From 'Shell Shock' To Activism: A Biography Of PTSD | KUOW News and Information

From 'Shell Shock' To Activism: A Biography Of PTSD

Mar 12, 2015

Our guest on this episode of Speakers Forum is David J. Morris, a war correspondent, former Marine and PTSD sufferer.

Morris served as a lieutenant in the Marine Corps in the 1990s, but did not see combat then. He went on to work as an embedded journalist in Iraq and Afghanistan. In 2004 he was nearly killed when a Humvee he was riding in hit an IED.

In World War I, soldiers suffering from so called “shell shock” were often treated as cowards, charged with desertion and sometimes executed. Treatment, if it was offered, was harsh, often involving electric shock therapy. PTSD was first recognized officially in 1980, due in part to the activism of Vietnam War veterans.

People who suffer from PTSD often relive a traumatic experience through nightmares and flashbacks, have difficulty sleeping and feel detached or estranged. Their symptoms can be severe enough and last long enough to significantly impair their daily life.

The Department of Veterans Affairs reports that 5.2 million American adults have PTSD during a given year. About 10 percent of women develop PTSD sometime in their lives compared with about 4 percent of men.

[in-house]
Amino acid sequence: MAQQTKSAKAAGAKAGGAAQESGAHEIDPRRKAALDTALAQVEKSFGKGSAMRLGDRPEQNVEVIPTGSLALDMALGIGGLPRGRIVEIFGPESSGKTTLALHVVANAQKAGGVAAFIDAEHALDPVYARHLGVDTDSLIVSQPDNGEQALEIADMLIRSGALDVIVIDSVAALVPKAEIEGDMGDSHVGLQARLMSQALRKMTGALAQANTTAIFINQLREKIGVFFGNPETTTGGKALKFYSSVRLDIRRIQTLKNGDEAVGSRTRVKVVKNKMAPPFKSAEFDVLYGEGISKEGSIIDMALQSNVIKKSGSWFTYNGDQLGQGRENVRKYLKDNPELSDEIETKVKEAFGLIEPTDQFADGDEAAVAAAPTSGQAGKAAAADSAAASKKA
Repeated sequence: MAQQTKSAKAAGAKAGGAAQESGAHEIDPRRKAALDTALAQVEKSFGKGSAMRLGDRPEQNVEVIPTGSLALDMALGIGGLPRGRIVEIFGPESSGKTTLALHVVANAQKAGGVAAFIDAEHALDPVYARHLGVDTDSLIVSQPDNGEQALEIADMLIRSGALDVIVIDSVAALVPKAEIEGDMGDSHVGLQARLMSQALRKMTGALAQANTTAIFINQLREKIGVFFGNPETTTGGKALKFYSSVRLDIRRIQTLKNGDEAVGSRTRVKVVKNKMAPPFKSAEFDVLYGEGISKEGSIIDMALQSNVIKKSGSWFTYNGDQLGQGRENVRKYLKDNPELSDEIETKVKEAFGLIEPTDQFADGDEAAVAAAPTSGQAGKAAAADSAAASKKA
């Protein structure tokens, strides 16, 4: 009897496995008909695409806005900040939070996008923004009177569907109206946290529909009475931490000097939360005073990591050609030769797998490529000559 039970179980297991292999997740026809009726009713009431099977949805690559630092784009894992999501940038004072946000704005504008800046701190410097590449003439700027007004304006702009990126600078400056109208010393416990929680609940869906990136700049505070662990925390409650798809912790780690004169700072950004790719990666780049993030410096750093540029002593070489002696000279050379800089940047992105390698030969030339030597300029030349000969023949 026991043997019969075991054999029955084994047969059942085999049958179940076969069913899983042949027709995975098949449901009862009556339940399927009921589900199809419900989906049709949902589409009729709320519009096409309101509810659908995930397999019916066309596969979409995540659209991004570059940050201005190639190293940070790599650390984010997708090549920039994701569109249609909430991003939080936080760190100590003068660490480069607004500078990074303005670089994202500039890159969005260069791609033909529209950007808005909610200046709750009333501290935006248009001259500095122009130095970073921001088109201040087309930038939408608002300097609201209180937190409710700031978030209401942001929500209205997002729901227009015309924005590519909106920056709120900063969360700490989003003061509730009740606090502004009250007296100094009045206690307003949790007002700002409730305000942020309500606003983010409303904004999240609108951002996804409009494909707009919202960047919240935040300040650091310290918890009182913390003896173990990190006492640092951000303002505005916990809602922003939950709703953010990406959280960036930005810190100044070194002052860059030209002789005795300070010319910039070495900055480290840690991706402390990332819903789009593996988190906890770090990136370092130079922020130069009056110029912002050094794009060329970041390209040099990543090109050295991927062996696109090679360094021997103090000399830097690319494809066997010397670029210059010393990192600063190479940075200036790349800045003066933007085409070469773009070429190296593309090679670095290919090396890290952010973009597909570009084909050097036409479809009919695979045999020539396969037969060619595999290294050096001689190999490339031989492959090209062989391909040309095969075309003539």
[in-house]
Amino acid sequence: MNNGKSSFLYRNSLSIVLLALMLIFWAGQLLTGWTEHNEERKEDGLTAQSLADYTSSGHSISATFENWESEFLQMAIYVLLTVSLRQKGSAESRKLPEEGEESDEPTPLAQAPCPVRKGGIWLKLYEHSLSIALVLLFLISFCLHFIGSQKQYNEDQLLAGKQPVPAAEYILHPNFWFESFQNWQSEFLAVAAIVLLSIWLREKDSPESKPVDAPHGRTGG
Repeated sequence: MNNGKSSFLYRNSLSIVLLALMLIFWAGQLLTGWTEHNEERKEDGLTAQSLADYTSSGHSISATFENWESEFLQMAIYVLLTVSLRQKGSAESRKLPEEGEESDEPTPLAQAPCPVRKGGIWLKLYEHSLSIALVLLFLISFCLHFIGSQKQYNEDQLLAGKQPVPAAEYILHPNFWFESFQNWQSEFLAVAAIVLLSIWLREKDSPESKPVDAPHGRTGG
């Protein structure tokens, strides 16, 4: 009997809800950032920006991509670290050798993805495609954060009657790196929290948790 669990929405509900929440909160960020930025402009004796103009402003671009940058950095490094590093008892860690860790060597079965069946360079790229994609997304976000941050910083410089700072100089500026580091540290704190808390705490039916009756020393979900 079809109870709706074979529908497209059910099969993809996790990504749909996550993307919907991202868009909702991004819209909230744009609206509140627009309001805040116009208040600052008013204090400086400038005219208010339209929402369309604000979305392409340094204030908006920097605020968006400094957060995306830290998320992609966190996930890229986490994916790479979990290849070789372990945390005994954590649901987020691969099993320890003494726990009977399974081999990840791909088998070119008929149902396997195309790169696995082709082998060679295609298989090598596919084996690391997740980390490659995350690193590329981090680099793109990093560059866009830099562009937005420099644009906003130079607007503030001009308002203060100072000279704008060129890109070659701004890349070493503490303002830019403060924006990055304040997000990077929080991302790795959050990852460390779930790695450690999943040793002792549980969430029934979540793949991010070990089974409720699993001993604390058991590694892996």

When Morris returned home for treatment he discovered that many VA workers seemed to lack a thorough understanding of PTSD. He set out to research in great detail the causes and treatment of the syndrome.

His work includes scientific, historical and literary research and interviews with people living with PTSD. Morris found people in the U.S. largely unsympathetic to the plight of sufferers. His new book is “The Evil Hours: a Biography of Post-Traumatic Stress Disorder." 

In it he writes, “No other people in history is as disconnected from the brutality of war as the United States today.”

The Elliott Bay Book Company presented this reading and talk on Feb. 13.

Thanks to Anna Tatistcheff for this recording